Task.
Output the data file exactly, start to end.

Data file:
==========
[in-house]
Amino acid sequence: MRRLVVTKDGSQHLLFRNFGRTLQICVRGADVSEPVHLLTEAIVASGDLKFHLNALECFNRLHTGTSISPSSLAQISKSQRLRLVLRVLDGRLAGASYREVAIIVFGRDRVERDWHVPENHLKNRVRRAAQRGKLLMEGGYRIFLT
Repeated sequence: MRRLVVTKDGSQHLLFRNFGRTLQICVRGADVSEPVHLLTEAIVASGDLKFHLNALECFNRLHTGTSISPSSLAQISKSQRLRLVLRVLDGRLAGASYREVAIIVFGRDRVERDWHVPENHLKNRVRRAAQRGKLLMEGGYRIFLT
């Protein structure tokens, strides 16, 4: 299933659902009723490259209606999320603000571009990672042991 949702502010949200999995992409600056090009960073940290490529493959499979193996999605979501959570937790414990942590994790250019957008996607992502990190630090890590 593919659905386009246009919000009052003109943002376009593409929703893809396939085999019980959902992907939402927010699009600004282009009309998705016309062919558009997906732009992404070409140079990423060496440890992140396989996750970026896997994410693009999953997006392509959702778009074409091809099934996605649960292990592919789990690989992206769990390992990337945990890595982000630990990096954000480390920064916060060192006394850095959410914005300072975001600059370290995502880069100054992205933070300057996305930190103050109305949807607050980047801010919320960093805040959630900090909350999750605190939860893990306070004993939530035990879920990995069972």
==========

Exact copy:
[in-house]
Amino acid sequence: MRRLVVTKDGSQHLLFRNFGRTLQICVRGADVSEPVHLLTEAIVASGDLKFHLNALECFNRLHTGTSISPSSLAQISKSQRLRLVLRVLDGRLAGASYREVAIIVFGRDRVERDWHVPENHLKNRVRRAAQRGKLLMEGGYRIFLT
Repeated sequence: MRRLVVTKDGSQHLLFRNFGRTLQICVRGADVSEPVHLLTEAIVASGDLKFHLNALECFNRLHTGTSISPSSLAQISKSQRLRLVLRVLDGRLAGASYREVAIIVFGRDRVERDWHVPENHLKNRVRRAAQRGKLLMEGGYRIFLT
């Protein structure tokens, strides 16, 4: 299933659902009723490259209606999320603000571009990672042991 949702502010949200999995992409600056090009960073940290490529493959499979193996999605979501959570937790414990942590994790250019957008996607992502990190630090890590 593919659905386009246009919000009052003109943002376009593409929703893809396939085999019980959902992907939402927010699009600004282009009309998705016309062919558009997906732009992404070409140079990423060496440890992140396989996750970026896997994410693009999953997006392509959702778009074409091809099934996605649960292990592919789990690989992206769990390992990337945990890595982000630990990096954000480390920064916060060192006394850095959410914005300072975001600059370290995502880069100054992205933070300057996305930190103050109305949807607050980047801010919320960093805040959630900090909350999750605190939860893990306070004993939530035990879920990995069972």